In the online environment colour provides interest as a visual tool to identify an item and for decorative perspectives. However, colour should not be the only means to convey information, like an action or prompt. If the contrast between the text and the background is not correct, colour can lose its appeal and make it difficult for a student to read the text.
- Do not rely on colour to convey information.
- Add text labels, patterns or symbols
- Avoid using red to attract attention – looks dull, not bright
- Ensure there is sufficient contrast between text and the background. Contrast helps older students and students using mobile devices particularly in poor lighting conditions.
- Use large, bold fonts on uncluttered pages with plain backgrounds.
- Use colour combinations that are high contrast and can be read by those who are colour blind.
More on Appropriate Contrast
The International Standards (WCAG 2.1) for contrast are measured by the difference in perceived ‘luminance’ or brightness between two colours. The brightness difference is expressed as a ration ranging from 1:1 (eg white text on a white background) to 21:1 (eg. Black text on a white background). Contrast requirements also apply to images of text.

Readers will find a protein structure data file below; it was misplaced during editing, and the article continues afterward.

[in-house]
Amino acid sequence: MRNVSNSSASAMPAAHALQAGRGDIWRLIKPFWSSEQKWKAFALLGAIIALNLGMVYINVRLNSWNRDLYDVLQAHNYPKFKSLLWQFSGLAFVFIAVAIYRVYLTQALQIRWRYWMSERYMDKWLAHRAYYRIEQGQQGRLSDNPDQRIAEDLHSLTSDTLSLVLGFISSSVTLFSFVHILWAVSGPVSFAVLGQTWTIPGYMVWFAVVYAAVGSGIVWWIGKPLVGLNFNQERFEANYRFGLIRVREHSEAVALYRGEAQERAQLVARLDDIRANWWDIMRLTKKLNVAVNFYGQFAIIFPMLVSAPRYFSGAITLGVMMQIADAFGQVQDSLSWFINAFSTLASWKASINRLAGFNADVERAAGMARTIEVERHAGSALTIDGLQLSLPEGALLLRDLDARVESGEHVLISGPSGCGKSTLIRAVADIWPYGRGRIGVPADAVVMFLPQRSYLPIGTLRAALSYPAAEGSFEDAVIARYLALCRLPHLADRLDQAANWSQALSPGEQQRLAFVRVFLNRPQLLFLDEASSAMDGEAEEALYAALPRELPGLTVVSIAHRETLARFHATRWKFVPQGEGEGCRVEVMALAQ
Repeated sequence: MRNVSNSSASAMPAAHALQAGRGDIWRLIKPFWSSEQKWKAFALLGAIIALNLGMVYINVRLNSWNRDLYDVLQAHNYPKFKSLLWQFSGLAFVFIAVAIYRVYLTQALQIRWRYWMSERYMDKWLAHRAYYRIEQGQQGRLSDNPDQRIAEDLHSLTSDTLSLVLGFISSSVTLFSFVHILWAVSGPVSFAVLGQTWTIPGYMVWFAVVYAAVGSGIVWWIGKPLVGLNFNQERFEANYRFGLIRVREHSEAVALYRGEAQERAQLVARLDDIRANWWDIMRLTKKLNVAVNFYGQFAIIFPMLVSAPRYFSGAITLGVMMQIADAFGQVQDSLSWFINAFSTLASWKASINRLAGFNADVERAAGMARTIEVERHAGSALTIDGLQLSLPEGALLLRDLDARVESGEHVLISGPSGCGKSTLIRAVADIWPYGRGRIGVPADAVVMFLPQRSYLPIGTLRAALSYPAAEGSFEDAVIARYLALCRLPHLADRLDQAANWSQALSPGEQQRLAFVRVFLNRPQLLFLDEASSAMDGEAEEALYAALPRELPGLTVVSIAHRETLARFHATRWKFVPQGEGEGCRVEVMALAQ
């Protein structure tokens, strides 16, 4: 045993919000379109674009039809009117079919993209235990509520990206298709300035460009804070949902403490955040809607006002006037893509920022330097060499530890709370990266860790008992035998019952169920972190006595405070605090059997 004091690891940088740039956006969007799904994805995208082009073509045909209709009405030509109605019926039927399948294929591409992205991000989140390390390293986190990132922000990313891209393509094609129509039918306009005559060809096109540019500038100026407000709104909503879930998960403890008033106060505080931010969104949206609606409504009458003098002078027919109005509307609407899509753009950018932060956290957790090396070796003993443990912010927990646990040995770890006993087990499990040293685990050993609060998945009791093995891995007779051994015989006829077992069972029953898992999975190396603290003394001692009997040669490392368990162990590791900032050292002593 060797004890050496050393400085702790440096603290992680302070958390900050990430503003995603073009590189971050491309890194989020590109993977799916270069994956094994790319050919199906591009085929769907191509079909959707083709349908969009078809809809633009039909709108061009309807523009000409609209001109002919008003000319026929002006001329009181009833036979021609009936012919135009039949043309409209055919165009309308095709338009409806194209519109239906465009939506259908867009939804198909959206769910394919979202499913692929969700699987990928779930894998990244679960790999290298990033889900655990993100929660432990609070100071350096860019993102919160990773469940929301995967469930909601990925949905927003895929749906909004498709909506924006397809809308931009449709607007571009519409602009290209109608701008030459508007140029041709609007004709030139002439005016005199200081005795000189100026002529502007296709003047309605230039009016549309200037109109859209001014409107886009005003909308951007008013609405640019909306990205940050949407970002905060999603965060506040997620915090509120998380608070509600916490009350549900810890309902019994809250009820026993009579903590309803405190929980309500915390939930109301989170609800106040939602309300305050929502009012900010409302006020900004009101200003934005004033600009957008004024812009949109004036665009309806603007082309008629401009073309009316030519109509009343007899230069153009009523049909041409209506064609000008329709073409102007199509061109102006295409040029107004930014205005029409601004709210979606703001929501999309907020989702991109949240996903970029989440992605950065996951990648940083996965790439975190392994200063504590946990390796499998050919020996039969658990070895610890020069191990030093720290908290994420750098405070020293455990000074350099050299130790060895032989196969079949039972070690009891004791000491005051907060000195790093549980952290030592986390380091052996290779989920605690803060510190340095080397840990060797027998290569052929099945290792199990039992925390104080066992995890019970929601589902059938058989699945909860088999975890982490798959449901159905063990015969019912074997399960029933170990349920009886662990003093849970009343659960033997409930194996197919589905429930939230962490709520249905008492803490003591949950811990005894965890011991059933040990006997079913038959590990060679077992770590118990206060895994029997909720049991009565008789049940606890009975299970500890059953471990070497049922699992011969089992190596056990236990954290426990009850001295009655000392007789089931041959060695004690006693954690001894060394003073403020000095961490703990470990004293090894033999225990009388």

Pure red (#FF0000) has a ration of 4:1. This is red text.
Pure green (#00FF00) has a very low ration of 1.4:1. This is green text.
Pure blue (#000FF) has a contrast ration of 8.6:1. This is blue text.
Use a contrast ratio of at least 4.5:1 for text and images of text, unless the text is decorative or part of a logo.
Large text (18 point or 14 point bold) is easier to read, so use a contrast ration of at least 3:1.
Test your content to ensure none of the meaning is lost when you remove the colours. Print your page in black and white, making sure the printing preferences are set to print background colours.